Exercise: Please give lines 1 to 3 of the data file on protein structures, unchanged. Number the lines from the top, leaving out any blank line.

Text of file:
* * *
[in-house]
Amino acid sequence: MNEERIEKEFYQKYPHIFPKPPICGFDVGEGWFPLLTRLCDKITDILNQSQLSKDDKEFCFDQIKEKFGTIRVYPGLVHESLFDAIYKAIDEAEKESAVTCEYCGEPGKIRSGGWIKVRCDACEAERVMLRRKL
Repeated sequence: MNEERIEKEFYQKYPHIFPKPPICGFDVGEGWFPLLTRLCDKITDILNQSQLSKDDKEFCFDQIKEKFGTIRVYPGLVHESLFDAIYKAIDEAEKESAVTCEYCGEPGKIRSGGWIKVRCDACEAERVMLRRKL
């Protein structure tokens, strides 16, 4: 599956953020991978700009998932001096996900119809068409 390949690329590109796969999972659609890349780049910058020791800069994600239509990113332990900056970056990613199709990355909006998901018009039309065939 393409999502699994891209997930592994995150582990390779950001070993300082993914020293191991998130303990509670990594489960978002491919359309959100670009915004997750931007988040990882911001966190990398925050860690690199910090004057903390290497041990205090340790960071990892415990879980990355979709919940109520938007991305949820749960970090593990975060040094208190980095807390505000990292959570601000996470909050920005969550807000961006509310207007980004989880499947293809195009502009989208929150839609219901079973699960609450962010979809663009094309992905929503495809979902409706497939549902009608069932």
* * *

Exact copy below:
[in-house]
Amino acid sequence: MNEERIEKEFYQKYPHIFPKPPICGFDVGEGWFPLLTRLCDKITDILNQSQLSKDDKEFCFDQIKEKFGTIRVYPGLVHESLFDAIYKAIDEAEKESAVTCEYCGEPGKIRSGGWIKVRCDACEAERVMLRRKL
Repeated sequence: MNEERIEKEFYQKYPHIFPKPPICGFDVGEGWFPLLTRLCDKITDILNQSQLSKDDKEFCFDQIKEKFGTIRVYPGLVHESLFDAIYKAIDEAEKESAVTCEYCGEPGKIRSGGWIKVRCDACEAERVMLRRKL